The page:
This is the rope : a story from the Great Migration / Jacqueline Woodson ; illustrated by James Ransome.Material type: TextDescription: 1 volume (unpaged) : color illustrations ; 29 cmContent type: text Media type: unmediated Carrier type: volumeISBN: 9780399239861; 0399239863; 9780605711914; 0605711917Subject(s): African Americans -- Migrations -- Juvenile fiction | African Americans -- History -- Juvenile fiction | African American families -- Juvenile fiction | Rope -- Juvenile fiction | African Americans -- Migrations -- Fiction | African Americans -- History -- Fiction | Families -- Fiction | Rope -- Fiction | African Americans | African Americans -- Migrations | African American families | Rope | Family life -- Fiction | African Americans -- History -- Fiction | Rope -- Fiction | Immigration and emigration -- FictionGenre/Form: Picture books for children. | Picture books for children -- Juvenile fiction. | Picture books. | Fiction. | History. | Juvenile works. | Fiction. | Picture books for children.DDC classification: [E] LOC classification: PZ7.W868 | Th 2013Summary: A rope passed down through the generations frames an African American family's story as they journey north during the time of the Great Migration.
|Item type||Current location||Call number||Status||Date due||Barcode|
|CML Adolescent Fiction||University of Texas At Tyler CML Adolescent Fiction Area||W8946ro (Browse shelf)||Available||0000002247229|
A rope passed down through the generations frames an African American family's story as they journey north during the time of the Great Migration.
Reviews provided by Syndetics
School Library Journal ReviewGr K-2-Something as simple as a discarded rope has tied a family story together through several generations. In the middle of the 20th century, an African American family moves from South Carolina to Brooklyn, NY, making the great migration north as many other families bravely did at the time. This tale follows a family through several generations, always coming back to the rope and its impact on the family as it's used to jump rope and tie suitcases to their car for the drive north. Channie Waites narrates with soothing and rhythmic tones. The story ends on a heartwarming, positive note with a family reunion which lends itself to further classroom discussion about the importance of family. VERDICT Woodson's story of family is a wonderful addition to any collection and will prove helpful for discussing civil rights with students.-Jessica -Gilcreast, Bedford High School, NH (c) Copyright 2015. Library Journals LLC, a wholly owned subsidiary of Media Source, Inc. No redistribution permitted.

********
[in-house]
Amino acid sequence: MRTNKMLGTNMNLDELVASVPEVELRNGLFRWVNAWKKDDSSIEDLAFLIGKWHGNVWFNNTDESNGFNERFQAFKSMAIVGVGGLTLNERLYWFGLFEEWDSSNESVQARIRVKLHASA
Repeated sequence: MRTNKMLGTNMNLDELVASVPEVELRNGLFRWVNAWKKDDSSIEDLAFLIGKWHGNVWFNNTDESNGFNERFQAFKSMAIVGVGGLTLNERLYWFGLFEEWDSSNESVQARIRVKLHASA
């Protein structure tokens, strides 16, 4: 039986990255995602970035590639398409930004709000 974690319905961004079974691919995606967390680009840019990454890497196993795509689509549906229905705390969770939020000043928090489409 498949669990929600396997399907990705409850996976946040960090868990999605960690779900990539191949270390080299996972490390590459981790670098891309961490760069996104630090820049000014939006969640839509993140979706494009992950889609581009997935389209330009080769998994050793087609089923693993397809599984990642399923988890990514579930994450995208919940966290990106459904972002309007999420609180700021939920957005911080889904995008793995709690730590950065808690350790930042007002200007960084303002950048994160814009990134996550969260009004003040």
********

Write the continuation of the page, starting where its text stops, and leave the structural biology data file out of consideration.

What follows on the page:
Author notes provided by SyndeticsJacqueline Woodson was born in Columbus, Ohio on February 12, 1963. She received a B.A. in English from Adelphi University in 1985. Before becoming a full-time writer, she worked as a drama therapist for runaways and homeless children in New York City. Her books include The House You Pass on the Way, I Hadn't Meant to Tell You This, Lena, and The Day You Begin. She won the Coretta Scott King Award in 2001 for Miracle's Boys. After Tupac and D Foster, Feathers, and Show Way won Newbery Honors. Brown Girl Dreaming won the E. B. White Read-Aloud Award in 2015. Her other awards include the Margaret A. Edwards Award for lifetime achievement in writing for young adults, the Los Angeles Times Book Prize, and the 2018 Astrid Lindgren Memorial Award. She was also selected as the Young People's Poet Laureate in 2015 by the Poetry Foundation.
(Bowker Author Biography)